Distributed power generators — small, modular electricity generators typically sited close to customer loads — offer advantages that large-scale, capital-intensive, central-station power plants cannot provide.
By siting smaller, more fuel-flexible systems near energy consumers, distributed generation avoids transmission and distribution power losses and provides a choice of energy systems to the utility customer.
Many distributed power systems produce so little noise or emissions that they can be located inside, or immediately adjacent to, the buildings where the power is needed. This greatly simplifies the problems of bringing power to expanding commercial, residential, and industrial areas.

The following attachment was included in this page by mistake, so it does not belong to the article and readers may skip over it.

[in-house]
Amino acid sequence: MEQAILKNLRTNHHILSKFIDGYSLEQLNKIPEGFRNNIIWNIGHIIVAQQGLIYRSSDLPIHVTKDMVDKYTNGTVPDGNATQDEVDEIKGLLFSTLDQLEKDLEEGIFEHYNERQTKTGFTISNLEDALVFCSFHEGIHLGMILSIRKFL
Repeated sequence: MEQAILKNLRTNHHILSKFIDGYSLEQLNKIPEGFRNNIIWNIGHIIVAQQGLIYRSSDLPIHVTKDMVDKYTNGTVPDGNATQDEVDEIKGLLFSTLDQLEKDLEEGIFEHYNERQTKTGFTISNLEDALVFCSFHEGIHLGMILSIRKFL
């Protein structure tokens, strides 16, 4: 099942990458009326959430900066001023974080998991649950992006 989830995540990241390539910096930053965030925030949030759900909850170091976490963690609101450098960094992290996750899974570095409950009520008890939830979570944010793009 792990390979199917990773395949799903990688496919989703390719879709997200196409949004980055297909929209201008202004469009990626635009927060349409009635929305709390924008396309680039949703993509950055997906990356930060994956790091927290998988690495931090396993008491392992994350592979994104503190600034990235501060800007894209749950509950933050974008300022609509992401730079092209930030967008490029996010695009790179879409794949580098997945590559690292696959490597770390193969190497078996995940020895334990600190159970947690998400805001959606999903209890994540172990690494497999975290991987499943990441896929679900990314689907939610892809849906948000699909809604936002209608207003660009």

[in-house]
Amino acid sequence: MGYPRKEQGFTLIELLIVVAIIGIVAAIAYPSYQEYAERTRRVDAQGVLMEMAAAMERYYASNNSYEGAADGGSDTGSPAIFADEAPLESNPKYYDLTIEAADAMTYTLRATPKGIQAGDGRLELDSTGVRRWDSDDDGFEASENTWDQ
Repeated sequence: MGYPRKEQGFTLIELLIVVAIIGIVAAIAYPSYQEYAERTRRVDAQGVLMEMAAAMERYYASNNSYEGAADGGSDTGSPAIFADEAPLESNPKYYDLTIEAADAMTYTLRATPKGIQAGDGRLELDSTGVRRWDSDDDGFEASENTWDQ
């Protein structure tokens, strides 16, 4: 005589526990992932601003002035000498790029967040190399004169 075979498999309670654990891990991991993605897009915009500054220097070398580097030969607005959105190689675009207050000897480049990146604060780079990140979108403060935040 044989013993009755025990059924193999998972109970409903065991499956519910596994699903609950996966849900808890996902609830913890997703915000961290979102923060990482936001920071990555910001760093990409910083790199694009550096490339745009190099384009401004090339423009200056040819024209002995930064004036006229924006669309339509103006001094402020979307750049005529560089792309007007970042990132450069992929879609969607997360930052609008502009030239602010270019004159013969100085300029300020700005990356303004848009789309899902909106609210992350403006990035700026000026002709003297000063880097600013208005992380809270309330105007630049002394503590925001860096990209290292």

Distributed power systems offer reliability for the growing number of businesses and consumers who need dependable, high-quality power to run sensitive digital equipment. They can also provide alternative, less-expensive power sources during peak price periods.
Distributed power generation technologies use a variety of fuels, including natural gas, diesel, biomass-derived fuels, fuel oil, propane, hydrogen, sunlight, and wind.